It’s not “vanilla”, because it doesn’t come from a place of compulsion or a sense of going through the usual motions, but because you want to inspire others. It is invigorating because it’s leading you and others to something great or bigger. It has a fire in its belly that is contagious. It brings a degree of confidence about the change that is infectious for early adopters, and assuring for any change resistors.

Your stakeholders should feel inspired about what’s ahead no matter which media you leverage (and I suggest you leverage them all!) – face to face at business updates, at inductions, via email, on social media and even how you to talk about legal innovation casually with your colleagues.

And that’s not limited to the start of the implementation. For example, the legal team hosted refresher training as a first birthday party for Plexus to reinvigorate the buzz one year on from launch, which was very well attended.

3. Creativity

In my experience, creativity is at the heart of a strong and sustainable implementation strategy.

The process of contracting isn’t naturally fun or exciting.

Once the Powerco legal team were given permission to apply free creative reign, the ideas flowed in abundance, leading to enhanced engagement and collaboration amongst the team.

It also allowed the team to learn new skills: creating jingles, how-to videos, visual aids and interactive training sessions all produced in-house.

With content production now a regular service provided by the legal team to complement its activities and ongoing change management, Jemma sees this upskill within the team as creating efficiency in the long run, not being reliant on outside agencies or IT.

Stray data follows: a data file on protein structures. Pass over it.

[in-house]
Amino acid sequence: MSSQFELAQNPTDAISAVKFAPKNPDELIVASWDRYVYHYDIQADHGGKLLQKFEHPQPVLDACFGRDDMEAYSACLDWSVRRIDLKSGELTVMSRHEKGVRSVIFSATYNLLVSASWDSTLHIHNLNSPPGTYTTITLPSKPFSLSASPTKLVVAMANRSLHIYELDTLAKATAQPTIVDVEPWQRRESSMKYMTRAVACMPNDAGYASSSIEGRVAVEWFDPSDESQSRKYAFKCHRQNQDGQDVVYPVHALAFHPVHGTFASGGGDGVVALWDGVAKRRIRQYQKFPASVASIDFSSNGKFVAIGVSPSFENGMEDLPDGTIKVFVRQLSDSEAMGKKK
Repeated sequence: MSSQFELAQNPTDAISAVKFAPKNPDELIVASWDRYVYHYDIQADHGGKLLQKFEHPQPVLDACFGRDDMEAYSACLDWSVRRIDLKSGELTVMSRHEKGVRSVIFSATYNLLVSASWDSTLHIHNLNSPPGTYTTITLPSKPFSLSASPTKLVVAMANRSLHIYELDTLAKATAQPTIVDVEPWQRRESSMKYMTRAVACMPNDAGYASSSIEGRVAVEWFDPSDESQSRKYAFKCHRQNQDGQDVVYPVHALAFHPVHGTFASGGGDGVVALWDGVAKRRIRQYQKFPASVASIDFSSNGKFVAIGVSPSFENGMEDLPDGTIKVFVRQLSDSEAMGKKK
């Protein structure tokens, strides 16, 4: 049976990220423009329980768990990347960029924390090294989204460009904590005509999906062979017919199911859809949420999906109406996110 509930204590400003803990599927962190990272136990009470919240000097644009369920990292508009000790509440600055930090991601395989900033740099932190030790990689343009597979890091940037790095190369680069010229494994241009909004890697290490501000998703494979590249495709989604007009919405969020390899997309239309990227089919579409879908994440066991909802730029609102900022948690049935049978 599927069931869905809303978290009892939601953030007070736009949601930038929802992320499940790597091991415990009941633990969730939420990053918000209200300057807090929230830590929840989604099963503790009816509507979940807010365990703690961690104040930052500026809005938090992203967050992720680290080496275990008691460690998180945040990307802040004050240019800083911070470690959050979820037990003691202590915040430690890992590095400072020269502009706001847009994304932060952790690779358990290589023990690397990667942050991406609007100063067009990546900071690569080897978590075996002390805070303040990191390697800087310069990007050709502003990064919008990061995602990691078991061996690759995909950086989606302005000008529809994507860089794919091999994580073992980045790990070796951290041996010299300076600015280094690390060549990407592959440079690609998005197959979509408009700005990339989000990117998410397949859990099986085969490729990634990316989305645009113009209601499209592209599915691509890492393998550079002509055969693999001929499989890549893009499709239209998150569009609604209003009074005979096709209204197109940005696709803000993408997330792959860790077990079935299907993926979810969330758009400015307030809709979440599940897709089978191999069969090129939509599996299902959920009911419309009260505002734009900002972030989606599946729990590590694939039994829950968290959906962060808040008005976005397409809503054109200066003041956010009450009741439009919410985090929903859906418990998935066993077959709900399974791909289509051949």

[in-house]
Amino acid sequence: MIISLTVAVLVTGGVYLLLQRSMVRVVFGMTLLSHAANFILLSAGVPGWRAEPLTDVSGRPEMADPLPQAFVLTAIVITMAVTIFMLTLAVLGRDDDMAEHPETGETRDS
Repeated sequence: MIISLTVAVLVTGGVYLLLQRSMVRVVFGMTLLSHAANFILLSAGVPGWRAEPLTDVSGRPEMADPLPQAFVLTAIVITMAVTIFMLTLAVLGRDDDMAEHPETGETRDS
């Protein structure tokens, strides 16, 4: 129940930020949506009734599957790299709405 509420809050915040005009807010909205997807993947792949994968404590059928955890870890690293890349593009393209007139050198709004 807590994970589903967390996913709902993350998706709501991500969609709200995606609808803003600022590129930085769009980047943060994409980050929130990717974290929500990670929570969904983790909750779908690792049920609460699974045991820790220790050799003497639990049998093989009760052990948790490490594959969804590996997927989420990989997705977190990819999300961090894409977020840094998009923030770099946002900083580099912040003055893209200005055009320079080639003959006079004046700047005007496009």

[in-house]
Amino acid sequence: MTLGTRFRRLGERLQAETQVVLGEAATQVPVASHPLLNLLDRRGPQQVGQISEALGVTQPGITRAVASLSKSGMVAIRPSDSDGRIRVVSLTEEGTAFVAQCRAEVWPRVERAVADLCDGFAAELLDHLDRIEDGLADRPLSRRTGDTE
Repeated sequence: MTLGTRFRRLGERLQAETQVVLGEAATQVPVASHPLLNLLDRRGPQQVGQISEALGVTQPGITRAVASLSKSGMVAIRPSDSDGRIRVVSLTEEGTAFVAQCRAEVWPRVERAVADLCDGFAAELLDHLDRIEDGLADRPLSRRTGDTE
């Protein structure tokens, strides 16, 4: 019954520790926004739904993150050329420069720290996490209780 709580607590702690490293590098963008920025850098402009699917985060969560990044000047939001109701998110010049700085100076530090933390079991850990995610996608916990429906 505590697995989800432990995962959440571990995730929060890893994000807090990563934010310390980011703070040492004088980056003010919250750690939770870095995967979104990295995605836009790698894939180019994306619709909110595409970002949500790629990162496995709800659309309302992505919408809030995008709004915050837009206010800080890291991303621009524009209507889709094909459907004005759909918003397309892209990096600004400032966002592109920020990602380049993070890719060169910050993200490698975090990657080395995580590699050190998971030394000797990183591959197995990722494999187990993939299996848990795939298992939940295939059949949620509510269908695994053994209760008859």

The way the team writes emails, uses colours, and fonts, and communicates about transformation has also significantly transformed, she shared.

Food also tends to lure people in.

Pivoting away from customised cupcakes which the team had done before, the legal team used pizza as the drawcard for its CLM implementation.

Pizza was used as a central theme for “how to” videos explaining how building a contract was like making a pizza, going as far as having someone chewing on a pizza and chewing on a contract. Early adopters were given pizza vouchers as a thank-you for their support. Product demos involved contracting with a sample pizza company.

“Little memorable things like that” that helped both engage legal team members but also make the contract experience - but importantly the digitisation of it - memorable and relatable for the business.

And while Jemma shared that this heightened creativity was initially outside her comfort zone, these “surprise and delight” tactics was a side of the legal team the business had not seen from the legal team before. Marketing was shocked!

“The feedback from the business has been phenomenal. You wouldn’t think that the business would get so excited about a contract management system, but they are”.

And where do costumes fit in? Well, there is nothing that this legal team cannot do it seems. In attending the New Zealand Legal Awards, the team decided to dress up in Alice in Wonderland costumes. Jemma attended and accepted the team award dressed as the white rabbit.

As you can see, implementation of legal tech is an art, not a science.

Read the full Powerco Plexus case study.